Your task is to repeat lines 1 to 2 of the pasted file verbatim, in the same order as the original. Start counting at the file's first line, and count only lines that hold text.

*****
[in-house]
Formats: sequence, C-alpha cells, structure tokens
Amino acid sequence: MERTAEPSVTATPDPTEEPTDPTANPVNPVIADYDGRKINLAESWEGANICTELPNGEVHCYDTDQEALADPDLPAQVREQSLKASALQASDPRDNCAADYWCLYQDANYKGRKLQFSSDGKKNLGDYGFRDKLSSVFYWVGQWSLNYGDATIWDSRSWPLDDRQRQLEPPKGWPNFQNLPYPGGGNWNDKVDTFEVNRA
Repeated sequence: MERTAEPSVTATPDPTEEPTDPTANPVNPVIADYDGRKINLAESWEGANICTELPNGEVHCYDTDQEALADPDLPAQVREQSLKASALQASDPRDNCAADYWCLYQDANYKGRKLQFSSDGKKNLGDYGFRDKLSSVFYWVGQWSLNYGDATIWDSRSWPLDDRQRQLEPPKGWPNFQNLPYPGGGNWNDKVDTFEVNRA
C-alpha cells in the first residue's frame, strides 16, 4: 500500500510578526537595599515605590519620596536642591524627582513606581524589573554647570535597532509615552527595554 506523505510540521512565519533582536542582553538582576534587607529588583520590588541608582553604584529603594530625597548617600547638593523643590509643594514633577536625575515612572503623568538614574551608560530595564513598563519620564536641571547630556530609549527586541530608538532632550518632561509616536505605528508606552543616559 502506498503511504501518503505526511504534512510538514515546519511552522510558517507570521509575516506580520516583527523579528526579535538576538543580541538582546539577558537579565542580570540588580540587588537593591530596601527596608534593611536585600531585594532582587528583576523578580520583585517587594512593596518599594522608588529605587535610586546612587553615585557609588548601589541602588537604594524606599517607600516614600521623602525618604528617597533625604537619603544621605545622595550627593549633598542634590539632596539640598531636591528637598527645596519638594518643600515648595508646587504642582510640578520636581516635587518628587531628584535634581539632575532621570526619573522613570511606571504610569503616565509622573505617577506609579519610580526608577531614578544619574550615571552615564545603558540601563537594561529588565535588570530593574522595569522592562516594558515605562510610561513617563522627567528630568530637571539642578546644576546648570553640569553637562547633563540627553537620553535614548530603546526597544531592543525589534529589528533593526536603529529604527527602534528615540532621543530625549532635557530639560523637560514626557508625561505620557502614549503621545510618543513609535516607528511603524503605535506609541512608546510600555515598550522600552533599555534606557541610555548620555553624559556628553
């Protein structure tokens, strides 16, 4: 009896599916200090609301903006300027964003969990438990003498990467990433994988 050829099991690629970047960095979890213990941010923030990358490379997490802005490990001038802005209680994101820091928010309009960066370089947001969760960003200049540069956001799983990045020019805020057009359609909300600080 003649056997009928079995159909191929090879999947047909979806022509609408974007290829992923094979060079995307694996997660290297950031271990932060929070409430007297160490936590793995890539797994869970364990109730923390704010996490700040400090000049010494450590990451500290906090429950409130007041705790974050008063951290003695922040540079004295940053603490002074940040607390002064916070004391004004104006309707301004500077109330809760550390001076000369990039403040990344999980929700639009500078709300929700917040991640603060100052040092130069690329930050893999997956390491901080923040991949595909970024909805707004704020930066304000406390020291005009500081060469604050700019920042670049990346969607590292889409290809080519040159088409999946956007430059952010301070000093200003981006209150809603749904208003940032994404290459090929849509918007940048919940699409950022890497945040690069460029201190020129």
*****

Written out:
[in-house]
Formats: sequence, C-alpha cells, structure tokens